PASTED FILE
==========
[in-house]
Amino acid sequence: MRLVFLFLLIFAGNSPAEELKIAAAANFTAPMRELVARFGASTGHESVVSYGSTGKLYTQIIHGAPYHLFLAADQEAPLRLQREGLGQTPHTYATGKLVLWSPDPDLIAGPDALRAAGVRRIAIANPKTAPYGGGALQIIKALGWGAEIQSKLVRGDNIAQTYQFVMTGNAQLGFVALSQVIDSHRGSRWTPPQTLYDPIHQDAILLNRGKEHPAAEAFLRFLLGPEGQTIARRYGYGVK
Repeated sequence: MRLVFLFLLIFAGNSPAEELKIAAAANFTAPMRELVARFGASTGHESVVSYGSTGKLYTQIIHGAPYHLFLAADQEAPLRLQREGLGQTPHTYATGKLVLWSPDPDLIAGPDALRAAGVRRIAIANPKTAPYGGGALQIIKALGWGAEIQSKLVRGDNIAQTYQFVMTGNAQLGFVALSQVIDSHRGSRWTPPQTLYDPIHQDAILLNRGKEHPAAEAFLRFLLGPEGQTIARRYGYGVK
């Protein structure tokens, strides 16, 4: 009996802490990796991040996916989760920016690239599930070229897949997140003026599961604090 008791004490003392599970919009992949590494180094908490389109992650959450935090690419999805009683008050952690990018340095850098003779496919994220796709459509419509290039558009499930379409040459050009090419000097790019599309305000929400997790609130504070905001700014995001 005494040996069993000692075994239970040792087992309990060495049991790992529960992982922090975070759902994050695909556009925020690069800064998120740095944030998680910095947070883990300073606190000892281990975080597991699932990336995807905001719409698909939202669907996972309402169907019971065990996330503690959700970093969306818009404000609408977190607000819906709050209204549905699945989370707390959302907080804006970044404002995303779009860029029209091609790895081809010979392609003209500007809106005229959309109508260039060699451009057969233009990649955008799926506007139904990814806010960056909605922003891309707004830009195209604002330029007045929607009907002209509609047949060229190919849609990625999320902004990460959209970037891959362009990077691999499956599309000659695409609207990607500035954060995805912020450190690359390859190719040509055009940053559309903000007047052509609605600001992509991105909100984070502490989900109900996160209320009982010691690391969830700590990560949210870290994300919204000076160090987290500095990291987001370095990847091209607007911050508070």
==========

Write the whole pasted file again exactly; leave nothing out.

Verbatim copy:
[in-house]
Amino acid sequence: MRLVFLFLLIFAGNSPAEELKIAAAANFTAPMRELVARFGASTGHESVVSYGSTGKLYTQIIHGAPYHLFLAADQEAPLRLQREGLGQTPHTYATGKLVLWSPDPDLIAGPDALRAAGVRRIAIANPKTAPYGGGALQIIKALGWGAEIQSKLVRGDNIAQTYQFVMTGNAQLGFVALSQVIDSHRGSRWTPPQTLYDPIHQDAILLNRGKEHPAAEAFLRFLLGPEGQTIARRYGYGVK
Repeated sequence: MRLVFLFLLIFAGNSPAEELKIAAAANFTAPMRELVARFGASTGHESVVSYGSTGKLYTQIIHGAPYHLFLAADQEAPLRLQREGLGQTPHTYATGKLVLWSPDPDLIAGPDALRAAGVRRIAIANPKTAPYGGGALQIIKALGWGAEIQSKLVRGDNIAQTYQFVMTGNAQLGFVALSQVIDSHRGSRWTPPQTLYDPIHQDAILLNRGKEHPAAEAFLRFLLGPEGQTIARRYGYGVK
């Protein structure tokens, strides 16, 4: 009996802490990796991040996916989760920016690239599930070229897949997140003026599961604090 008791004490003392599970919009992949590494180094908490389109992650959450935090690419999805009683008050952690990018340095850098003779496919994220796709459509419509290039558009499930379409040459050009090419000097790019599309305000929400997790609130504070905001700014995001 005494040996069993000692075994239970040792087992309990060495049991790992529960992982922090975070759902994050695909556009925020690069800064998120740095944030998680910095947070883990300073606190000892281990975080597991699932990336995807905001719409698909939202669907996972309402169907019971065990996330503690959700970093969306818009404000609408977190607000819906709050209204549905699945989370707390959302907080804006970044404002995303779009860029029209091609790895081809010979392609003209500007809106005229959309109508260039060699451009057969233009990649955008799926506007139904990814806010960056909605922003891309707004830009195209604002330029007045929607009907002209509609047949060229190919849609990625999320902004990460959209970037891959362009990077691999499956599309000659695409609207990607500035954060995805912020450190690359390859190719040509055009940053559309903000007047052509609605600001992509991105909100984070502490989900109900996160209320009982010691690391969830700590990560949210870290994300919204000076160090987290500095990291987001370095990847091209607007911050508070």